Faculty from the Center share their excitement about the transformative ability of Positive Organizational Scholarship to elevate individuals and organizations.
February 22, 2015
“It is -22 degrees outside and I am bundled from head to toe, trudging through the hallways of Ross, hoping to break a sweat before I brace the biting Michigan air. As I mentally prepare myself to go out into the “great” outdoors, I notice a long line coming from a student led station by the staircase. I slow my pace and an ear-to-ear grin consumes my face as I recognize my kind +LAB friends buzzing with energy. I proudly stand behind 10 people all excitedly waiting to send a +gram.”
February 17, 2015
A father and his son are in a car accident. The father is killed and the son is seriously injured. The son is taken to the hospital where the surgeon says, “I cannot operate, because this boy is my son.”
This popular brain teaser dates back many years, but it remains relevant today; 40 to 75 percent of people still can’t figure it out. Those who do solve it usually take a few minutes to fathom that the boy’s mother could be a surgeon. Even when we have the best of intentions, when we hear “surgeon” or “boss,” the image that pops into our minds is often male.
The Task-Enabling™ Exercise (TEE™) is a reflective process that makes task-enabling, or helping, more visible, intentional, and impactful for you and others. After you reflect on a specific experience of task-enabling and how it was effective or ineffective, the TEE™ guides you through the process of identifying task-enabling patterns and devising an action plan to make […]
Positive Leadership The Game ™ is an interactive card game designed for leaders of all levels that helps you generate innovative solutions to business problems through structured brainstorming. Played in groups of 3-10 people, this game uses the underlying principles of positive organizations to spark multiple strategies for leading positive change and development. To request […]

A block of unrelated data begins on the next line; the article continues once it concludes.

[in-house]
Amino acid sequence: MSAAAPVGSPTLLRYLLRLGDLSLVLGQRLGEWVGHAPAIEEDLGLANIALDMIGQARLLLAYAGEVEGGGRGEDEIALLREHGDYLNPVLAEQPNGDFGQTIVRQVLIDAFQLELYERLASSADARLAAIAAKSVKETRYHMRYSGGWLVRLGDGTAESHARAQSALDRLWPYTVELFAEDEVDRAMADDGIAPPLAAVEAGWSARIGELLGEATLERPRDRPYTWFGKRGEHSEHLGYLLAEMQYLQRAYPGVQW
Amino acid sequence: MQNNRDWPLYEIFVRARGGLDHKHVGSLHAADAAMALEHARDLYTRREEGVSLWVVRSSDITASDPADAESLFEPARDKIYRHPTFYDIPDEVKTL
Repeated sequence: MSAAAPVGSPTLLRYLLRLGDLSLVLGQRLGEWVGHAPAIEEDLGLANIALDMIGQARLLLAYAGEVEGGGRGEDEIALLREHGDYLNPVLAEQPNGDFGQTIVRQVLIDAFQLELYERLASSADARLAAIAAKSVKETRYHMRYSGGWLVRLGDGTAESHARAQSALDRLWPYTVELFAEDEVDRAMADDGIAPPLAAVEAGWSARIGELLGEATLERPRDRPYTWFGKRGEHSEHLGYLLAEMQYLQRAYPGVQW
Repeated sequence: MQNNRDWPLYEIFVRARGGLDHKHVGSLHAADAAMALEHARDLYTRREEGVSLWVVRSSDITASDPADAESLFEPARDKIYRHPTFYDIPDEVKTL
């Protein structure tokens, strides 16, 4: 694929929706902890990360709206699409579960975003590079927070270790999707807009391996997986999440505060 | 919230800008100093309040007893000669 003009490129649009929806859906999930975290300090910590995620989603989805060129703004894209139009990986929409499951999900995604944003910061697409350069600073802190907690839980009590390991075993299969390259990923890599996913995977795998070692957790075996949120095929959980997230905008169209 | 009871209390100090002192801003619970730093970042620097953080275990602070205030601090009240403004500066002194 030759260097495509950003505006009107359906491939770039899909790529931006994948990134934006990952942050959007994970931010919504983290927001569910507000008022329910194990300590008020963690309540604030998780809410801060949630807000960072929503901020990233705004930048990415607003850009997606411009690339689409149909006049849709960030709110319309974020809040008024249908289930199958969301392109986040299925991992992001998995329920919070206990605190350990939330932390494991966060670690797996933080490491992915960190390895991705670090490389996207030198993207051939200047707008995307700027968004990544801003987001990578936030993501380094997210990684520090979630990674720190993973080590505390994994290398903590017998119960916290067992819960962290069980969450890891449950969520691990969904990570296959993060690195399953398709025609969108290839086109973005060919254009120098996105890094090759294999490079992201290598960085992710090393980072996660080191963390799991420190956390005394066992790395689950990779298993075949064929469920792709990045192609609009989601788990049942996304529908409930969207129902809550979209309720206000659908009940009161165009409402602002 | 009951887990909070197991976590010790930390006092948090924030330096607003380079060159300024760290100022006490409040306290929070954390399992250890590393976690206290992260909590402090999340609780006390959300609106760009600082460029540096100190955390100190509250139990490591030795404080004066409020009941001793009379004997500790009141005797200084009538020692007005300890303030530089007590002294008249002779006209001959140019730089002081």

Karen Golden-Biddle is the Questrom Professor in Management and Professor of Organizational Behavior at Boston University School of Management. She currently serves as Senior Associate Dean for Faculty and Research. Karen received her BA from Denison University and her MBA and PhD degrees from Case Western Reserve University. Her research and educational interests focus on organizational and system transformation with a special focus on understanding peoples’ collective efforts for change that tap front line experience, engage discovery to imagine desired possibilities, and foster human agency in bringing about real and desired change.
Lynn Perry Wooten is the Associate Dean of Undergraduate Programs at the Ross School of Business, University of Michigan. In this role, she is responsible for developing and implementing transformational educational experiences for Ross undergraduate students inside and outside of the classroom. She teaches organizational behavior, nonprofit management and strategic consulting courses. Professor Wooten conducts research in four primary areas: (1) positive organizing routines; (2) diversity management; (3) crisis leadership through resilience and organizational learning; and (4) educational and leadership development of undergraduate students. Her research appears in academic journals, monographs, and popular press outlets.
Erika James is the Sr. Associate Dean for Executive Education and Professor of Business Administration at the Darden Graduate School of Business, University of Virginia. She conducts research in two primary areas: crisis leadership and workplace diversity, with an emphasis on women in leadership. Her research appears in numerous academic journals and popular press outlets.
Professor James joined the Darden faculty in 2001. Prior to her Darden appointment she served on the faculty at the Freeman School of Business at Tulane University and the Goizuetta Business School at Emory University, and was a visiting faculty member at the Harvard Business School.
Gretchen Spreitzer quoted in Main Street:
“Many employees are not engaged at work, because they feel a lack of a connection while their bosses continue to ask them to spend more time and energy at the office, said Gretchen Spreitzer, a professor at the University of Michigan in Ann Arbor.
” ‘It’s not about pay and benefits, but to thrive, a connection is critical,’ she said.”
The Center for Positive Organizations is seeking a videographer who can film, produce, and edit 5 videos submissions for the Detroit Positive Business Project. This project aims to identify, profile, and showcase exceptional change agents and practices that positively impact organizations in Detroit. These videos will help tell the story of how positive business practices have transformative results on the well-being of individuals and the success of organizations!